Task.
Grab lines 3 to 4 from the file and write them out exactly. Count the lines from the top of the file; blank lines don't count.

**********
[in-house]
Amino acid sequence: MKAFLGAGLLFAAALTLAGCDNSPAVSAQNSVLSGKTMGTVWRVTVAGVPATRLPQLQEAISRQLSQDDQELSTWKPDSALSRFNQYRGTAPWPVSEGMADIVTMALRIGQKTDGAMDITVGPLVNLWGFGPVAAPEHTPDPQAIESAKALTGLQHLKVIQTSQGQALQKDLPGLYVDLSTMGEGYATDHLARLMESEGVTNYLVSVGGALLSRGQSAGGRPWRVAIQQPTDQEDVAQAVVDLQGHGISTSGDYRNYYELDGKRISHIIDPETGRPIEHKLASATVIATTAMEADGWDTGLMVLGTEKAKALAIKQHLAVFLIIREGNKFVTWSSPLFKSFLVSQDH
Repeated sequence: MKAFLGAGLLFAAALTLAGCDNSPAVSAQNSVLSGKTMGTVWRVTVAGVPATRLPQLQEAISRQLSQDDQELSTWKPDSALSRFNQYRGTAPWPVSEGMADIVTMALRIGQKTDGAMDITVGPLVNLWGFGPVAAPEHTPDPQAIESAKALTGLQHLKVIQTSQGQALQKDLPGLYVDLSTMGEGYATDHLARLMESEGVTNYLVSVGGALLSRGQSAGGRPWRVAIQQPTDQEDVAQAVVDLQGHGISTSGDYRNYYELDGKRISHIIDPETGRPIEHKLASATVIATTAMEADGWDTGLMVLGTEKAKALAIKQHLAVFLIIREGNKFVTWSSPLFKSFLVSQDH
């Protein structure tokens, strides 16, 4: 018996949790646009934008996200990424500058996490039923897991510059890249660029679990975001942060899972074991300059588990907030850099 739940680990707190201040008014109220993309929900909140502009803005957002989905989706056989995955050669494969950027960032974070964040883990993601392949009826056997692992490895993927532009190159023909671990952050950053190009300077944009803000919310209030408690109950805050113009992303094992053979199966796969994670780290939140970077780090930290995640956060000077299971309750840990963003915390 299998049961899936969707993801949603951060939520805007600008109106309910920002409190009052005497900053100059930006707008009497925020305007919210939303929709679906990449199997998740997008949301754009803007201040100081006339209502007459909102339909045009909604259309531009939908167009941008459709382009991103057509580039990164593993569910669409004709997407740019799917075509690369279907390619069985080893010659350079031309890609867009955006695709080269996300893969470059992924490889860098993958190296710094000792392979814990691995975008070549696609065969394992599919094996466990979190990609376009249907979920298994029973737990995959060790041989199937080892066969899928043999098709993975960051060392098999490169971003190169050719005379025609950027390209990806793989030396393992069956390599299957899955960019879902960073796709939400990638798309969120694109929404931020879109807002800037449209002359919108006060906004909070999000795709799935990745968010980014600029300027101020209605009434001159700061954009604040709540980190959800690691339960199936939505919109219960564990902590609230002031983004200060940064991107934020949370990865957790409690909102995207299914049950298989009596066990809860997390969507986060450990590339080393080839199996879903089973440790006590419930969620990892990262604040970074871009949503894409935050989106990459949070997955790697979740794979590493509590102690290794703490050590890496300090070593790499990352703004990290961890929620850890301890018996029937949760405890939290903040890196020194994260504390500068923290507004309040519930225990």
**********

Repeated sequence: MKAFLGAGLLFAAALTLAGCDNSPAVSAQNSVLSGKTMGTVWRVTVAGVPATRLPQLQEAISRQLSQDDQELSTWKPDSALSRFNQYRGTAPWPVSEGMADIVTMALRIGQKTDGAMDITVGPLVNLWGFGPVAAPEHTPDPQAIESAKALTGLQHLKVIQTSQGQALQKDLPGLYVDLSTMGEGYATDHLARLMESEGVTNYLVSVGGALLSRGQSAGGRPWRVAIQQPTDQEDVAQAVVDLQGHGISTSGDYRNYYELDGKRISHIIDPETGRPIEHKLASATVIATTAMEADGWDTGLMVLGTEKAKALAIKQHLAVFLIIREGNKFVTWSSPLFKSFLVSQDH
């Protein structure tokens, strides 16, 4: 018996949790646009934008996200990424500058996490039923897991510059890249660029679990975001942060899972074991300059588990907030850099 739940680990707190201040008014109220993309929900909140502009803005957002989905989706056989995955050669494969950027960032974070964040883990993601392949009826056997692992490895993927532009190159023909671990952050950053190009300077944009803000919310209030408690109950805050113009992303094992053979199966796969994670780290939140970077780090930290995640956060000077299971309750840990963003915390 299998049961899936969707993801949603951060939520805007600008109106309910920002409190009052005497900053100059930006707008009497925020305007919210939303929709679906990449199997998740997008949301754009803007201040100081006339209502007459909102339909045009909604259309531009939908167009941008459709382009991103057509580039990164593993569910669409004709997407740019799917075509690369279907390619069985080893010659350079031309890609867009955006695709080269996300893969470059992924490889860098993958190296710094000792392979814990691995975008070549696609065969394992599919094996466990979190990609376009249907979920298994029973737990995959060790041989199937080892066969899928043999098709993975960051060392098999490169971003190169050719005379025609950027390209990806793989030396393992069956390599299957899955960019879902960073796709939400990638798309969120694109929404931020879109807002800037449209002359919108006060906004909070999000795709799935990745968010980014600029300027101020209605009434001159700061954009604040709540980190959800690691339960199936939505919109219960564990902590609230002031983004200060940064991107934020949370990865957790409690909102995207299914049950298989009596066990809860997390969507986060450990590339080393080839199996879903089973440790006590419930969620990892990262604040970074871009949503894409935050989106990459949070997955790697979740794979590493509590102690290794703490050590890496300090070593790499990352703004990290961890929620850890301890018996029937949760405890939290903040890196020194994260504390500068923290507004309040519930225990």